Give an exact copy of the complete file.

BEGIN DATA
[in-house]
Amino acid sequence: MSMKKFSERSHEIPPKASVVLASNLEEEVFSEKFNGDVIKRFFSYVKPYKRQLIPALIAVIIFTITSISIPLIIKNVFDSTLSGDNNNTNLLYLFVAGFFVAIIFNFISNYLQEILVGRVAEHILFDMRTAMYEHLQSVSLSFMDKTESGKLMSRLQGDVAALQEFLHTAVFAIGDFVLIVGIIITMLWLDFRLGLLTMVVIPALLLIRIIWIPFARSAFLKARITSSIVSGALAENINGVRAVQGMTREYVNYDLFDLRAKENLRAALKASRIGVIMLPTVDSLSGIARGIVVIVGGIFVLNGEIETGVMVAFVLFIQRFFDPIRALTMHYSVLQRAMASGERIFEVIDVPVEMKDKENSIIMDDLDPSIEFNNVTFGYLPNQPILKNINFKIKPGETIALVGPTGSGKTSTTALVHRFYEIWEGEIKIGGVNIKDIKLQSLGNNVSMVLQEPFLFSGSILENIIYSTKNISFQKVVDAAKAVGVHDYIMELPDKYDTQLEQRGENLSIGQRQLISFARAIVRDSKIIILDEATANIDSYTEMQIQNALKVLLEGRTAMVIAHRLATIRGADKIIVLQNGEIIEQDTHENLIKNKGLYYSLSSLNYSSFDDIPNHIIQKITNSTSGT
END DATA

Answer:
[in-house]
Amino acid sequence: MSMKKFSERSHEIPPKASVVLASNLEEEVFSEKFNGDVIKRFFSYVKPYKRQLIPALIAVIIFTITSISIPLIIKNVFDSTLSGDNNNTNLLYLFVAGFFVAIIFNFISNYLQEILVGRVAEHILFDMRTAMYEHLQSVSLSFMDKTESGKLMSRLQGDVAALQEFLHTAVFAIGDFVLIVGIIITMLWLDFRLGLLTMVVIPALLLIRIIWIPFARSAFLKARITSSIVSGALAENINGVRAVQGMTREYVNYDLFDLRAKENLRAALKASRIGVIMLPTVDSLSGIARGIVVIVGGIFVLNGEIETGVMVAFVLFIQRFFDPIRALTMHYSVLQRAMASGERIFEVIDVPVEMKDKENSIIMDDLDPSIEFNNVTFGYLPNQPILKNINFKIKPGETIALVGPTGSGKTSTTALVHRFYEIWEGEIKIGGVNIKDIKLQSLGNNVSMVLQEPFLFSGSILENIIYSTKNISFQKVVDAAKAVGVHDYIMELPDKYDTQLEQRGENLSIGQRQLISFARAIVRDSKIIILDEATANIDSYTEMQIQNALKVLLEGRTAMVIAHRLATIRGADKIIVLQNGEIIEQDTHENLIKNKGLYYSLSSLNYSSFDDIPNHIIQKITNSTSGT